DKIM (DomainKeys Identified Mail) is an email authentication method designed to verify the content and sender of email messages. It uses digital signatures to ensure that email messages are not tampered with during transit and that the claimed sender actually sends them. DKIM works by adding a digital signature to the email message header using a private key stored by the sending domain. When the recipient’s email service receives the message, the public key in the sender’s DNS record is used to authenticate the email message’s signature. If the email message is authentic, it is delivered to the recipient’s inbox; otherwise, it is either blocked or sent to the spam folder. DKIM is a way to prevent email spoofing and to increase the trustworthiness of emails, which can help improve email deliverability and reduce the risk of phishing attacks.

When your MPC local unit is lost, and you forget the password of the cold storage unit, then you can send an email in the specified format to our server through your email. We will determine your identity through the DKIM signature of your email and send the signature to the contract verification to replace the new MPC private key.

Using DKIM as a method for the social recovery of contract accounts has several benefits, including enhanced security and trustworthiness. DKIM can prevent fraud by verifying the sender’s identity and the message content. This means that if someone tries to use a fake account to recover a social account, DKIM can easily detect and block this behavior. Additionally, DKIM can prevent security threats like phishing and malware by detecting and intercepting fraudulent or deceptive emails. In summary, using DKIM as a method for the social recovery of contract accounts can provide enhanced security, reduce risk, and increase user trust.

Enhance Privacy to Enhance Security

Using zero-knowledge proof (ZKP) technology to hide the relationship between email addresses and contract accounts eliminates the possibility of attackers discovering the sender’s true identity. Attackers will not know which email address corresponds to which specific contract account, making it virtually impossible for them to carry out phishing or other fraudulent activities. This increased privacy, and protection ensures that users and their accounts remain secure while still allowing for proper authentication by using DKIM headers.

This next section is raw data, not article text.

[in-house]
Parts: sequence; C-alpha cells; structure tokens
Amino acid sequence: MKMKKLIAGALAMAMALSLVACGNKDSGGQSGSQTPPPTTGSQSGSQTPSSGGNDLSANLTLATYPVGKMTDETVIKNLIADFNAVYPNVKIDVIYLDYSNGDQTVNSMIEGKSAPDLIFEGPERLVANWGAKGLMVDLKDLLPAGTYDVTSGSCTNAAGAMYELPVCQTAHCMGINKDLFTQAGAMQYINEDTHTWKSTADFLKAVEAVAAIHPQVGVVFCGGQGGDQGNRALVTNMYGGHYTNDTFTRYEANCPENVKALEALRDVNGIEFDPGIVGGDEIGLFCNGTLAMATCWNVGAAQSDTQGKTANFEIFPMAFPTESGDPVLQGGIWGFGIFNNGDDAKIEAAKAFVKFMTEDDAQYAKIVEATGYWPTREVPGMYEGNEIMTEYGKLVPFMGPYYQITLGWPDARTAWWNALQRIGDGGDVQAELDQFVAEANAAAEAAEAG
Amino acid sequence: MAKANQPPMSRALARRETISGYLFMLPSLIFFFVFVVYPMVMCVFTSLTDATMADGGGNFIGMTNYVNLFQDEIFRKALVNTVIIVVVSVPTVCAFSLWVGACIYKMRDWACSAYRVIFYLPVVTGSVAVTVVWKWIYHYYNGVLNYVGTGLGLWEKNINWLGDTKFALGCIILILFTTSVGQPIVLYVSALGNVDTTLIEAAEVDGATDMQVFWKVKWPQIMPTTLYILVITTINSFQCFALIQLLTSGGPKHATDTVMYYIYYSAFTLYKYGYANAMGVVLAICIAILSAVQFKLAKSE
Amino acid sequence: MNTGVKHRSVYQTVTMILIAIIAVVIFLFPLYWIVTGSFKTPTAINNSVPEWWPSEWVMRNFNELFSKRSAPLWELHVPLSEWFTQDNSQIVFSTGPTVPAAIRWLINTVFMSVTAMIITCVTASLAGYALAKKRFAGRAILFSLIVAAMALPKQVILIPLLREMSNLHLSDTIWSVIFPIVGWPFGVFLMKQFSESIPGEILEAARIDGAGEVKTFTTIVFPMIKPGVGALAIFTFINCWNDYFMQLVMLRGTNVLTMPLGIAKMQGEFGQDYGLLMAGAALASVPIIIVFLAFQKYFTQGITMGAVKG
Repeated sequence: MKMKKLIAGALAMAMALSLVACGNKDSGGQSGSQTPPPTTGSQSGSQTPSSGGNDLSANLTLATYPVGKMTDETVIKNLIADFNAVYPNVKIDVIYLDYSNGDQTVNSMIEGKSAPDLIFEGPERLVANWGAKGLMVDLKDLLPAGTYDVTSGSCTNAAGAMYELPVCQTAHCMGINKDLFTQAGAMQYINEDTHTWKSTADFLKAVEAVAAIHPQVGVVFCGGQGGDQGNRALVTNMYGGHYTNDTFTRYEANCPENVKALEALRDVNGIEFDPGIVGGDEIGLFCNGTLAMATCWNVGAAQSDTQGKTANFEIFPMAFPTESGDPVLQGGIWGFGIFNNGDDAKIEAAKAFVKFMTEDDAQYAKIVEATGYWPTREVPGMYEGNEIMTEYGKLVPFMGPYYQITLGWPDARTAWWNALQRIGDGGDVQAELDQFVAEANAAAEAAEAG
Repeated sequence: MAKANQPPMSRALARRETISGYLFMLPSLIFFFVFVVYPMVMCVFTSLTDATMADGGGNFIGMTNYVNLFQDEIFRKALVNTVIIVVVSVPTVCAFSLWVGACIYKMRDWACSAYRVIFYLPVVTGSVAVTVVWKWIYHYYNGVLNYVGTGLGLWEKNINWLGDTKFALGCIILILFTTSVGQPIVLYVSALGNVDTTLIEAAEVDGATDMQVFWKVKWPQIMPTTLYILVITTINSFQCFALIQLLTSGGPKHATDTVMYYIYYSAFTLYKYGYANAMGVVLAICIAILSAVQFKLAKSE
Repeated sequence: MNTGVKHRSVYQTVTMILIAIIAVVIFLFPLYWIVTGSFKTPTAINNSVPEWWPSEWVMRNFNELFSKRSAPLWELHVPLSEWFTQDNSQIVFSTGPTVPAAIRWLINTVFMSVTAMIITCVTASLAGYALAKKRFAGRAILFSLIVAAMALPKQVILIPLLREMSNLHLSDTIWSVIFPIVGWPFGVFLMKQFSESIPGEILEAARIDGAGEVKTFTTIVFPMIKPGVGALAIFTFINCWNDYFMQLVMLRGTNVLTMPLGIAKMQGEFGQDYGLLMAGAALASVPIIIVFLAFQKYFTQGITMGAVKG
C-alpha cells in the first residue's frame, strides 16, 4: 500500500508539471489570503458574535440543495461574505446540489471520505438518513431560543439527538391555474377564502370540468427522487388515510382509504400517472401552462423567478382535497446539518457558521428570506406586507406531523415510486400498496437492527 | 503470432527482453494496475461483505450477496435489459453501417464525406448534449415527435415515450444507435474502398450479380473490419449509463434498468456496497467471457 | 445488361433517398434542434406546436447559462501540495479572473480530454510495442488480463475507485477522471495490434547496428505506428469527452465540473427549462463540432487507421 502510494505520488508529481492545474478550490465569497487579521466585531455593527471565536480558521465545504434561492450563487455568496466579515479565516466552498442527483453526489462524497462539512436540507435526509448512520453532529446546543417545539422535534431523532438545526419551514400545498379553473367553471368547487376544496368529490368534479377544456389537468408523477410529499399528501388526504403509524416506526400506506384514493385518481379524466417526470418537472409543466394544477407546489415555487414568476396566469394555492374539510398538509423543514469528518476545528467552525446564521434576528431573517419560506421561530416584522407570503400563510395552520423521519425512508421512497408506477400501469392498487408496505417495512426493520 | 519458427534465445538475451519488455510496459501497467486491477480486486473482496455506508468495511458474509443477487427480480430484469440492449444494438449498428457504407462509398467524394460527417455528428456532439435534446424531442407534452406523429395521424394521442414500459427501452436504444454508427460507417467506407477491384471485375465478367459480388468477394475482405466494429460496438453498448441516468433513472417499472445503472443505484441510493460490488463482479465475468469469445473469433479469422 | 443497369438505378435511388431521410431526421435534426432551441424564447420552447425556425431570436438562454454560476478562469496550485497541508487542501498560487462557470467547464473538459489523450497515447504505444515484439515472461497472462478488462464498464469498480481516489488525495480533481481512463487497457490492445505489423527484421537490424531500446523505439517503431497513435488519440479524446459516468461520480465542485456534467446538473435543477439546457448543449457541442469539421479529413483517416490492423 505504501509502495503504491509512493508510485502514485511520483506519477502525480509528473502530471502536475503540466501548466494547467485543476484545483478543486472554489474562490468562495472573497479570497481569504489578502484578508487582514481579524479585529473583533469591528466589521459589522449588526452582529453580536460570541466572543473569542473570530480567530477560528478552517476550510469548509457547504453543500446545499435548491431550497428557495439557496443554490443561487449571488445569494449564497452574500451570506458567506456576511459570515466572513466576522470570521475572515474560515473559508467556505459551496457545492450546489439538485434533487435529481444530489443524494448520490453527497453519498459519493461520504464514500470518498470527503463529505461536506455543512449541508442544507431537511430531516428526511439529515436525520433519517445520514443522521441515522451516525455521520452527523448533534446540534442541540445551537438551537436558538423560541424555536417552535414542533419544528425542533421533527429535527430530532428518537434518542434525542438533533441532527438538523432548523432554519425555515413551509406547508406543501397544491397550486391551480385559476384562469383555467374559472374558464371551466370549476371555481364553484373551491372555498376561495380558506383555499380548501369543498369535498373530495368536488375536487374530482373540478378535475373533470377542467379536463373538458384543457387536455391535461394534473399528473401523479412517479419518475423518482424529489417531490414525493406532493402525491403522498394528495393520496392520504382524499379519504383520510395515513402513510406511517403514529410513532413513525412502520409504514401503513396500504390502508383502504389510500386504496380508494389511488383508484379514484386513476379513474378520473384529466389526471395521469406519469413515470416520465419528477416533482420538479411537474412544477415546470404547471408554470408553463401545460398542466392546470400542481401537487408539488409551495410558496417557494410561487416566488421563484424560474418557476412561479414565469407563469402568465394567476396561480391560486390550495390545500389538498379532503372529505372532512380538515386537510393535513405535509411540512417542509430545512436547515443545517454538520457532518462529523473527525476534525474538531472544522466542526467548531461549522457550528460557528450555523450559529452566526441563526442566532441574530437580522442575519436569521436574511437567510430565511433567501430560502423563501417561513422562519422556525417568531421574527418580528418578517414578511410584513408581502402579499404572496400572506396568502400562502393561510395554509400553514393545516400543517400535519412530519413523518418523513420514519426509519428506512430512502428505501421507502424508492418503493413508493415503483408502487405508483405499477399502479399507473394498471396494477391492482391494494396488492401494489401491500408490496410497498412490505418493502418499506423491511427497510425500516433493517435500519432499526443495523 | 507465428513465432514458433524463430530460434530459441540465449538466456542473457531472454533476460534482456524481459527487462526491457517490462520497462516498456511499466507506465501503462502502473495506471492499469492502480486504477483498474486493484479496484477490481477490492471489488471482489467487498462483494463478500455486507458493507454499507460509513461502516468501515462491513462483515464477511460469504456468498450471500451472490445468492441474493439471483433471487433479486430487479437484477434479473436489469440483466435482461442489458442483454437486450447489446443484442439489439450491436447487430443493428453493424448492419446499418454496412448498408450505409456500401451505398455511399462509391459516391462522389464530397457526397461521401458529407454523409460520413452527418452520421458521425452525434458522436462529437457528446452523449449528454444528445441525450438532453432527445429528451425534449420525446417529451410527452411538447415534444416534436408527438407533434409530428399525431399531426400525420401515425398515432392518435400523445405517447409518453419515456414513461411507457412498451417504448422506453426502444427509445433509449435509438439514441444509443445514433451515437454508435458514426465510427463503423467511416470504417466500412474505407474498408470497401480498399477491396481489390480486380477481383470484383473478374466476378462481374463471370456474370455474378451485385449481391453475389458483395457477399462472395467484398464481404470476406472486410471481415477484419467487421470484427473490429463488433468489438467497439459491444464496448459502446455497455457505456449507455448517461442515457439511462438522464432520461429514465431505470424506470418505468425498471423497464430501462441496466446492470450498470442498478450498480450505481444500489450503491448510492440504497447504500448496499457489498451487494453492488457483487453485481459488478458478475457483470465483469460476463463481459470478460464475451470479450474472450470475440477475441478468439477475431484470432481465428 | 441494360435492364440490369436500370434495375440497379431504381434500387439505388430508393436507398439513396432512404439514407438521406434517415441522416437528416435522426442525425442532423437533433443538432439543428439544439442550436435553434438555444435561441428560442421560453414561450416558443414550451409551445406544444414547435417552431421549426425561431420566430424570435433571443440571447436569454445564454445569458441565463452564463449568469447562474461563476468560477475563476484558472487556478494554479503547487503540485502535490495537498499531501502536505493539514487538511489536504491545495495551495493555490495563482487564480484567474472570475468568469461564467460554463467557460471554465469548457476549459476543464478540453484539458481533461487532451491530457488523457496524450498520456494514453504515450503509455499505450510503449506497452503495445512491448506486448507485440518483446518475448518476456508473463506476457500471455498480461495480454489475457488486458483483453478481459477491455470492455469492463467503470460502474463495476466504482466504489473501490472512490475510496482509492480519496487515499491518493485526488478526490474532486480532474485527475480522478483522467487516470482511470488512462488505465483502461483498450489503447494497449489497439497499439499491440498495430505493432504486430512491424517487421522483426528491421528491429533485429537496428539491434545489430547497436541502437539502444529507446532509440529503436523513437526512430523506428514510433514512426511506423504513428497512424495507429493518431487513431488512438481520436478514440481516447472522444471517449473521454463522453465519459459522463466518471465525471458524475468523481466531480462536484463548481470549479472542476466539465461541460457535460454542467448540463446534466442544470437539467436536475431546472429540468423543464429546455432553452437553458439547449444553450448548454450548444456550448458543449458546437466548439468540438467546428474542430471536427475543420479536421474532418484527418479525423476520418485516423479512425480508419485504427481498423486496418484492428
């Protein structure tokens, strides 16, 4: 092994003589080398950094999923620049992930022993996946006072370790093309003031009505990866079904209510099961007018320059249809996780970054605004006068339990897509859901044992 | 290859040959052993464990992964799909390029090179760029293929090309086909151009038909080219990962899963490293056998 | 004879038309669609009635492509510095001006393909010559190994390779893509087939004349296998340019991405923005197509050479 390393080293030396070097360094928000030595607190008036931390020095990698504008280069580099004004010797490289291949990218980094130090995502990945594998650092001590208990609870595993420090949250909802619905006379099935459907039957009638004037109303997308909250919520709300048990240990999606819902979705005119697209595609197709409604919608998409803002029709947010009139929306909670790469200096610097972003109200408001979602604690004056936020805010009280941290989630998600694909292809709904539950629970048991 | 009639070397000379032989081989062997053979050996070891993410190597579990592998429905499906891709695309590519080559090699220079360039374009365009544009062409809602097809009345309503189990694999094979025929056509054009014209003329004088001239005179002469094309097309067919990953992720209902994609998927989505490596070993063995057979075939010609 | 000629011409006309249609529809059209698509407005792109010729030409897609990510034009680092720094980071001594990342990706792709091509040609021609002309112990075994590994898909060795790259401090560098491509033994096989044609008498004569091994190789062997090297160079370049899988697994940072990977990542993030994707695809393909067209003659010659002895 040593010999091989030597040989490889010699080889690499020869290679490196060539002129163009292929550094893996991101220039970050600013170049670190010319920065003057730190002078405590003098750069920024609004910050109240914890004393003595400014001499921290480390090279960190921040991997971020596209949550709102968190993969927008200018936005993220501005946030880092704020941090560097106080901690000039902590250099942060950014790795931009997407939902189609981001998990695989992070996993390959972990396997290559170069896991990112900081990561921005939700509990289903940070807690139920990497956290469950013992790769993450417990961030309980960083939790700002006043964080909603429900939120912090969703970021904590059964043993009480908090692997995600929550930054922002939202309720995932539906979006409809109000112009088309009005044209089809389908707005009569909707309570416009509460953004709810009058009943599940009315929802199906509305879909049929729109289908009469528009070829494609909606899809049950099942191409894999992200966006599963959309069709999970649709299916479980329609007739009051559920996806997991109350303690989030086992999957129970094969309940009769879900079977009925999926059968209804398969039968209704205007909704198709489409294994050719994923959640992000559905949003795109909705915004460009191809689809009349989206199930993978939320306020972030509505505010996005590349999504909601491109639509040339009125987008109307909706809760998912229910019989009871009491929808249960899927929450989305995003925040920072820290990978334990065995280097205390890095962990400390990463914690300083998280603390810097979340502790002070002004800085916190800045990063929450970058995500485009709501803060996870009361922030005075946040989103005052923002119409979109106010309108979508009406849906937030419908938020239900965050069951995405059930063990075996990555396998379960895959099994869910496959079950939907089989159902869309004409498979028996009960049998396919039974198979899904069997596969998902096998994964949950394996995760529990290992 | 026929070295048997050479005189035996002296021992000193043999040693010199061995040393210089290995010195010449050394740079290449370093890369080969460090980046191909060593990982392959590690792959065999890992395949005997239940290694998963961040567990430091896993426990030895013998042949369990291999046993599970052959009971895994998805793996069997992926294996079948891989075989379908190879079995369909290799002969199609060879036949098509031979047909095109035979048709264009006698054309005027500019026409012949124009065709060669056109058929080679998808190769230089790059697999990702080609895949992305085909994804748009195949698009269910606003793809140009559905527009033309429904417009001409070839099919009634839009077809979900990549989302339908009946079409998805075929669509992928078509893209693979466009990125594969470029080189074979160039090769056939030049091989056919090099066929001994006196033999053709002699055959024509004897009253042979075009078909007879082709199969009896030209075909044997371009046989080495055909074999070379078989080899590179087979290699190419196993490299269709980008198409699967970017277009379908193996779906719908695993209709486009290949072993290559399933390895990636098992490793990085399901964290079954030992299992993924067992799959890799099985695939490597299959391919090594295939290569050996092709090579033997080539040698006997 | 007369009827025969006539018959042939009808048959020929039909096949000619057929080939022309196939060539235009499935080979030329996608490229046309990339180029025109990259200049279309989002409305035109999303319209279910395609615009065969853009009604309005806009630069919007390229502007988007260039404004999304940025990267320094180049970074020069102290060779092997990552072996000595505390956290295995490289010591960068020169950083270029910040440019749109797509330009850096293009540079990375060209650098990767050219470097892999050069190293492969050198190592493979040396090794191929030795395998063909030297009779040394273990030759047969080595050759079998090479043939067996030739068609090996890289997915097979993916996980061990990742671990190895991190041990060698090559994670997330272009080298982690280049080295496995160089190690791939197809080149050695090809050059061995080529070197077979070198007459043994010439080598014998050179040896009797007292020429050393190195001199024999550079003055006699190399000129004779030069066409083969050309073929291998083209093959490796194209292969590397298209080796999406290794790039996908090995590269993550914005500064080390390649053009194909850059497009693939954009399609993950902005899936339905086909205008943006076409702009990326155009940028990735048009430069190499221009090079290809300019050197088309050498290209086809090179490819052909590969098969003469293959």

Combining ZKP technology with DKIM verification ensures that only legitimate emails from verified sources will be accepted by the contract. In addition, because the email address and contract account relationship is hidden through the use of ZKP technology, potential attackers will be unable to determine the sender’s true identity or bypass security measures by using fake email addresses. This enhances the overall security of the authentication process, providing a safe and trustworthy method for the social recovery of contract accounts.

What Does It Mean for Your Privacy and Security?

Ruby Protocol is on a mission to create solution after solution to address the issues of privacy and access control.

In our new chapter, Ruby V2, we are explicitly developing a full suite of cryptographic privacy and access control infrastructure, including a component called Ruby zkWallet, which will help us transition to Account Abstraction. It will be a series of steps, the first of which is to leverage and incorporate Multi-Party Computation (MPC) into our solution deck.

While there are differences between privacy and security, they are inextricably linked. One cannot exist without the other. While they each protect different aspects of data, they both have the same mission: to protect and safeguard.

With our MPC solution in place, we will add an extra layer of protection to user information through functional encryption. This method ensures that only authorized computing nodes will have access to specific pieces of data, limiting the possibility of data breaches and unauthorized access. The functional encryption process is designed to be easy to use, with its simple application reducing the likelihood of user error. This solution will give our users peace of mind regarding the safety and security of their personal and sensitive data.

About Us

Ruby Protocol is a programmable privacy & access control middleware framework encrypted with zero-knowledge proofs (zkp) algorithms.

Driven by abstract accounts, it builds an access control gateway across different entities and organizations in DeFi and Web3. The solutions and products include all kinds of private tokenization (zkToken, zkNFT, zkDID, etc), private payment bridge (zkConnect), authentication (zkAuth) and account/sub- account system (zkWallet), etc.


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Ruby Protocol

Building a programmable privacy & access control middleware framework encrypted with zero-knowledge proofs (zkp) algorithms.